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Most Contentious Democratic Convention Since 1968

Above Photo: America signs fill the crowd as Bill Clinton takes the stage during the Democratic National Convention Tuesday, July 26, 2016. James Robinson,

We need a new party of the 99% to defeat the billionaire class

The Democratic National Convention is engulfed in controversy, tension, and protest. Inside the DNC, outside the DNC gates, and throughout the city on the subway, in bars, restaurants, and hotels the political polarization is plain to see.

In many ways, this DNC is the most contentious since 1968 and points to even further upheaval against the establishment in years ahead.

Thousands have descended on the DNC in protest. In spite of a heat index topping 110 degrees Fahrenheit at times, there have been daily four mile marches from the city center to FDR Park outside the gates of the militarized wall surrounding the DNC.

The biggest marches occurred on Sunday and Monday, involving thousands. The vast majority of people do not belong to any traditional left-wing organization. They represent a new generation of activists, awakened by Bernie’s primary campaign, and now set to move beyond him.

The most popular chant, by far, has been “Hell No, DNC, we won’t vote for Hillary!” The hashtag #Demexit is trending.

Green Party candidate Jill Stein has had an energetic and high profile amongst the protests. Protesters have treated her like a rock star. Undoubtedly, the vast majority of protesters, who have come from all over the US, seem set to support her.

However, many will do so as a protest and still others maintain hope the Democratic Party can be reformed. Socialist Alternative has been participating in all the protests, calling for support for Jill Stein and building a completely new party of the 99%, as a necessary tool to build mass movements and a genuine political revolution.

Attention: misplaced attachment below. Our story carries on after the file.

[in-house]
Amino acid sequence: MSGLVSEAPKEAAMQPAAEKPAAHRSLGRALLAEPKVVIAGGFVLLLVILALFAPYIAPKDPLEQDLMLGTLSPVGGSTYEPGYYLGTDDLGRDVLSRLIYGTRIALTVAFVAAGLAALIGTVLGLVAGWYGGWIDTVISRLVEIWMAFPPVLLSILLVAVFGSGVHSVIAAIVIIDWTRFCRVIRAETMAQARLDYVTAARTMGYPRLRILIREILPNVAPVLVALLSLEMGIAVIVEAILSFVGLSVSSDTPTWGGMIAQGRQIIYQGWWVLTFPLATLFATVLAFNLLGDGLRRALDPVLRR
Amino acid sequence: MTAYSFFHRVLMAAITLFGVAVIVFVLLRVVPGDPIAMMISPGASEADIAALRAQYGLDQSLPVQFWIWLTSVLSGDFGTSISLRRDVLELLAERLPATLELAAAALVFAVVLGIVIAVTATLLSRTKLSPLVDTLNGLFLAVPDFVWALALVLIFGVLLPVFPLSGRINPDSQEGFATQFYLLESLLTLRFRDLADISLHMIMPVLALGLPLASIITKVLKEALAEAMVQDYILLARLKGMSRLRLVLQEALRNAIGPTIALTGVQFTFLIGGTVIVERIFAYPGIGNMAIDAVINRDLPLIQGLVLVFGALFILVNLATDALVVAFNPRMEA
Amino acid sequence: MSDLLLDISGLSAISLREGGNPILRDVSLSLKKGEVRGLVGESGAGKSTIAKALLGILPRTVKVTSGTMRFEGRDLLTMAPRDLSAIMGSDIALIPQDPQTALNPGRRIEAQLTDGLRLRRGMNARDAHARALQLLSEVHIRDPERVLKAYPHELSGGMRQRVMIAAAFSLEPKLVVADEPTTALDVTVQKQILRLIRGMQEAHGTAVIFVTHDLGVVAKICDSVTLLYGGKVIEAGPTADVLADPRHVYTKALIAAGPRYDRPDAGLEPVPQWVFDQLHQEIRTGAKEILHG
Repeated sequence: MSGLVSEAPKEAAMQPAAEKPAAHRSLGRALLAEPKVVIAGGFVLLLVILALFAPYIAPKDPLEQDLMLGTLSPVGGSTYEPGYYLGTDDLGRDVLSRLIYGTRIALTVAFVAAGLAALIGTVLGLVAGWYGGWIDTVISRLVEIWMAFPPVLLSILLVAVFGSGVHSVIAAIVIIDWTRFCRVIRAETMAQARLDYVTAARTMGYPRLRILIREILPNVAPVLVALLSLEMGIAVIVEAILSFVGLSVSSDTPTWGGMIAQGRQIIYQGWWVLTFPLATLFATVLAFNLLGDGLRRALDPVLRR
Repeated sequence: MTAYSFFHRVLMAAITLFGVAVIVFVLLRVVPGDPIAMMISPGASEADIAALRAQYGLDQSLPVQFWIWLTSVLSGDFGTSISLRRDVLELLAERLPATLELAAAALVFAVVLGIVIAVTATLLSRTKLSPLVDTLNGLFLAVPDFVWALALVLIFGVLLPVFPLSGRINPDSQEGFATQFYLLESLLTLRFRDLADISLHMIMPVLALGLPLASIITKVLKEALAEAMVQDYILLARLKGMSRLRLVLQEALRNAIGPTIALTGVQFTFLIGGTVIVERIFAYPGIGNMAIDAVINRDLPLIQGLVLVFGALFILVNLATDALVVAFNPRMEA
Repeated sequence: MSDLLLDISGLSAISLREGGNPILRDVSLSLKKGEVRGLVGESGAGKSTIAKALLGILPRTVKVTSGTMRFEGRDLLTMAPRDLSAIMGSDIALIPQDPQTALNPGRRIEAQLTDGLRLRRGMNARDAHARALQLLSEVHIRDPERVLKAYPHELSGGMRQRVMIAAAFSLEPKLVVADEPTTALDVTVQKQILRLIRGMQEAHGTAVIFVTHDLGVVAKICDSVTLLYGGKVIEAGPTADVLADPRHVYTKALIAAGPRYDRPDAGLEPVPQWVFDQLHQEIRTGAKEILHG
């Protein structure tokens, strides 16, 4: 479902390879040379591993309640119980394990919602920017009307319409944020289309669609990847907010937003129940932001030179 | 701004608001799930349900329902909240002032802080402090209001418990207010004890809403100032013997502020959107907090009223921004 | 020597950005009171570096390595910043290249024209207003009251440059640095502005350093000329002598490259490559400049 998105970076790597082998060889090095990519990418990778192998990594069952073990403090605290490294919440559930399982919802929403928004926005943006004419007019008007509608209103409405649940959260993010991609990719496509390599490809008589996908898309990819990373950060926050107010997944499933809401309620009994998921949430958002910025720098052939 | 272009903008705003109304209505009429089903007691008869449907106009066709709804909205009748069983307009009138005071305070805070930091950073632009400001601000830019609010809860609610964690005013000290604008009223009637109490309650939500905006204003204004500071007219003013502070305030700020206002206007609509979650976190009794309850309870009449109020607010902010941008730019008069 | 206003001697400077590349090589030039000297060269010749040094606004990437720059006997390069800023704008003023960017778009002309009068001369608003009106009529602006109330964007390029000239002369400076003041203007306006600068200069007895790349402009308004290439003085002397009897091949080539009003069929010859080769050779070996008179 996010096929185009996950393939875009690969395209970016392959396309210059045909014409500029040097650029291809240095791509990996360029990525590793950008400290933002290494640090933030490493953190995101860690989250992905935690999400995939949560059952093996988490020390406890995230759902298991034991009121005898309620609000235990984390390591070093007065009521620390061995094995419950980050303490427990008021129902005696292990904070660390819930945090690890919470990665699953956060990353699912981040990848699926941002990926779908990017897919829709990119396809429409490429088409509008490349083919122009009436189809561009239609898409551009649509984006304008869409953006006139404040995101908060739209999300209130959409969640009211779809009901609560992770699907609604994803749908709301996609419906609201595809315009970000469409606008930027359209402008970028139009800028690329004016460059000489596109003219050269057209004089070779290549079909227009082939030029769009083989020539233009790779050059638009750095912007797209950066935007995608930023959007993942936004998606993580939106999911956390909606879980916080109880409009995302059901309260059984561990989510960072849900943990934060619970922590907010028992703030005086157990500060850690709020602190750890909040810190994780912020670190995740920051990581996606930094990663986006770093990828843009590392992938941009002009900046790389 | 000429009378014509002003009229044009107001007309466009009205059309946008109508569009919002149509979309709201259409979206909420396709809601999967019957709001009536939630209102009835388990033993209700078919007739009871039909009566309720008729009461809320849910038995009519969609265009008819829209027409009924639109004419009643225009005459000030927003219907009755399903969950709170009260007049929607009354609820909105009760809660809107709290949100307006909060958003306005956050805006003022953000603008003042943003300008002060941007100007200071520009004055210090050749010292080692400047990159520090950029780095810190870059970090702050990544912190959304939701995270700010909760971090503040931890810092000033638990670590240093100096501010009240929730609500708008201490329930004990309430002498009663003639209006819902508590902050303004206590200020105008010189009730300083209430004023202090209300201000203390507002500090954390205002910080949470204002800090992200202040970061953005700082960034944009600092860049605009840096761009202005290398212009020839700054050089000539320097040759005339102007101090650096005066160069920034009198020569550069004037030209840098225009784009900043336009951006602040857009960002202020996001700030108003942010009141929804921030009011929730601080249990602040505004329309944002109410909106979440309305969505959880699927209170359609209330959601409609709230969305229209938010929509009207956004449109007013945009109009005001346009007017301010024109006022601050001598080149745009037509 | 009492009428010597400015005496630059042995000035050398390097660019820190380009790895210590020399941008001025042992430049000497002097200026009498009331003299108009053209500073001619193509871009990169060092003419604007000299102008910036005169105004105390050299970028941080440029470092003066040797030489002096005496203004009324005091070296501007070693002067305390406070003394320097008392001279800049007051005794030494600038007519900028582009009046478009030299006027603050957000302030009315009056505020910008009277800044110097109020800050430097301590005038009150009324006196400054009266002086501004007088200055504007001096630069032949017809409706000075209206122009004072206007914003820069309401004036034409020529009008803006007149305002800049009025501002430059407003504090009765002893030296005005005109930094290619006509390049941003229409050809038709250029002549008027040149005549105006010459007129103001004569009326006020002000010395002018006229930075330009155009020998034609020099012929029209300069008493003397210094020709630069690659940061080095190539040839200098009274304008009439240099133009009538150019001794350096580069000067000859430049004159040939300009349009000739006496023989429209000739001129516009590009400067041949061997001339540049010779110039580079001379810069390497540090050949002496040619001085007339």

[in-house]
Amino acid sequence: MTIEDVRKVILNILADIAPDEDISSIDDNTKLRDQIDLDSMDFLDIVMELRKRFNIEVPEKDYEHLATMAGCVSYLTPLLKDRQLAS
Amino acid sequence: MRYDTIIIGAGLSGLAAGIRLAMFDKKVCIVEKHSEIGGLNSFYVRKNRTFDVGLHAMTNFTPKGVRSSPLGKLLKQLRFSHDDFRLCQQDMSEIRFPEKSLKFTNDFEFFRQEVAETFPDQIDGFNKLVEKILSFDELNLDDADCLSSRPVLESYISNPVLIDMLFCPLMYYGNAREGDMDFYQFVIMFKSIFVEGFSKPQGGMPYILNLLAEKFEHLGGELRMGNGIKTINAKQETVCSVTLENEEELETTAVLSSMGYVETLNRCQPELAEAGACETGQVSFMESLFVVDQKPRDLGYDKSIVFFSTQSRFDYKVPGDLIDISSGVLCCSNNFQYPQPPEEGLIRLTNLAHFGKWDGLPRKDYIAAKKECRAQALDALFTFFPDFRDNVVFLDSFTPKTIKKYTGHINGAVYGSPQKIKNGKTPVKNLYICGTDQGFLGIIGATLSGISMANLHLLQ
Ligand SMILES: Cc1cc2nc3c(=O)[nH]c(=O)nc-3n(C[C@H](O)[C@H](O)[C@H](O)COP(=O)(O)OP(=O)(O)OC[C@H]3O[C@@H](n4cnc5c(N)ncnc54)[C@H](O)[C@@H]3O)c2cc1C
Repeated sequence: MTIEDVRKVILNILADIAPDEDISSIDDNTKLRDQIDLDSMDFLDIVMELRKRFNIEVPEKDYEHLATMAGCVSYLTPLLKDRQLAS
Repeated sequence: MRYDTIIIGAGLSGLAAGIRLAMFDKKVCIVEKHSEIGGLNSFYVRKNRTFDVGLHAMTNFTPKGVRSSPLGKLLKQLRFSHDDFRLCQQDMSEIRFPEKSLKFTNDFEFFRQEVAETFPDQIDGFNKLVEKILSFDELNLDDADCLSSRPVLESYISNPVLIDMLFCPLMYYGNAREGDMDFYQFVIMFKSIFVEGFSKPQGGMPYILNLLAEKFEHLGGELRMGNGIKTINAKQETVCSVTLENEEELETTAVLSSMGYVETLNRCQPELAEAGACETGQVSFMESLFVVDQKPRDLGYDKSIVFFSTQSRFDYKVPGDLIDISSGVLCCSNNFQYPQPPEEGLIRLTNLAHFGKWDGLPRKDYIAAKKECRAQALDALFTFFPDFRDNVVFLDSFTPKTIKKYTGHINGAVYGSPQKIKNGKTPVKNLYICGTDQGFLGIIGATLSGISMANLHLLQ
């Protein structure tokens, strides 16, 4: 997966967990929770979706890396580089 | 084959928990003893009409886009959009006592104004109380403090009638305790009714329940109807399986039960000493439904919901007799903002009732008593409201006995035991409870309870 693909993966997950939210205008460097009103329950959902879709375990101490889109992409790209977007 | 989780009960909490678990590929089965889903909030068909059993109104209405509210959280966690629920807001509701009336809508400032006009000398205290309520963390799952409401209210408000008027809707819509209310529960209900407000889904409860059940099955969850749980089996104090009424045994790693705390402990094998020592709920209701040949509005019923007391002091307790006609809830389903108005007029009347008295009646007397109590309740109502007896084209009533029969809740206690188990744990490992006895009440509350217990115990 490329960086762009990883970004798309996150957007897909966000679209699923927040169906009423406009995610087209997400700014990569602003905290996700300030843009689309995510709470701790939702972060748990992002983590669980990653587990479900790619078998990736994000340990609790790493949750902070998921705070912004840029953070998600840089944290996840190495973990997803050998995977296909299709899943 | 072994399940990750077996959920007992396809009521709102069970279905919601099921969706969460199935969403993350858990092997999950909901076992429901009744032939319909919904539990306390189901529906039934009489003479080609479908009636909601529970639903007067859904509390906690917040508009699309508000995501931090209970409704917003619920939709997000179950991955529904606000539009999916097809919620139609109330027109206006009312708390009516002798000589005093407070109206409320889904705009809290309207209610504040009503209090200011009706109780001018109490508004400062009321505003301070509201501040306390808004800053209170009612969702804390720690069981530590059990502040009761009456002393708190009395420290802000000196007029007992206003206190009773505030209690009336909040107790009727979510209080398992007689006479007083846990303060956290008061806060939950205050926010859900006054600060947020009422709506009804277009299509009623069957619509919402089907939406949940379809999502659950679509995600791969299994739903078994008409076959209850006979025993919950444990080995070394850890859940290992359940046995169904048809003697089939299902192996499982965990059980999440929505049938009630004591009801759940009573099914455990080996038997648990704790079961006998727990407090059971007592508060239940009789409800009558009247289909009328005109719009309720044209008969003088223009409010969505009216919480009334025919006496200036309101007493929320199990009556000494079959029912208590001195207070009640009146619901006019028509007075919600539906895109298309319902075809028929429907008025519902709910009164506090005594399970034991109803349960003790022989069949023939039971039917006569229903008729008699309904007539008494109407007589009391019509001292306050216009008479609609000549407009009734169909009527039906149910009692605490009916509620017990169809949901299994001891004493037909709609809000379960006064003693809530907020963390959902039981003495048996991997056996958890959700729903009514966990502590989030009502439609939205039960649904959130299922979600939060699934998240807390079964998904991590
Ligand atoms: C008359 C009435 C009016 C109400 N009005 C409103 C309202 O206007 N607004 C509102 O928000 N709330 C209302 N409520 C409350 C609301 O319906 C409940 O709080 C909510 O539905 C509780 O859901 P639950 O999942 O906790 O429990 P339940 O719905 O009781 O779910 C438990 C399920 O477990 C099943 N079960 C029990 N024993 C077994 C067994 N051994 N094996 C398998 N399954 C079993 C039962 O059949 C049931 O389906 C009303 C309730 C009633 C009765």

The DNC has angered many present and former Bernie supporters, not just outside, but inside the conventional hall, culminating in a walkout of hundreds of delegates on Tuesday night.

Just days before the Democratic Party delegates gathered in Philadelphia, DNC emails released by Wikileaks painted a convincing picture of what most Bernie supporters had already suspected: the DNC had rigged the primary process for Hillary.

Delegates faced enormous pressure to get on-board with Hillary’s campaign, even before they got to Philadelphia. Yet, many Bernie supporters have stood their ground, angered at the way the DNC has treated them.

Bernie has played the chief peacemaker role for the establishment of the party, yet even he failed to bow many of his supporters who booed his support for Hillary on Monday morning in a pre-convention meeting of Bernie delegates.

Since then, the DNC has gone to greater lengths to impose unity using fear of Trump, the moral authority of progressive leaders, and outright discipline action. Nina Turner, a prominent Bernie supporter and the Ohio state Democratic Party senator was stripped of her credentials, along with other Bernie supporters who have protested inside the convention hall.

Things came to a head on Tuesday. The DNC had blocked attempts by Bernie delegates to democratically propose from the floor an alternative to the Vice Presidential nomination of Tim Kaine.

Kaine has a record of opposing a woman’s right to choose, while support the death penalty and pro-corporate economic policies. His nomination was seen as another betrayal, and not allowing a democratic discussion and vote on his nomination was just one more example of the indefensible arrogance of the corporate leadership of the (un)Democratic National Committee.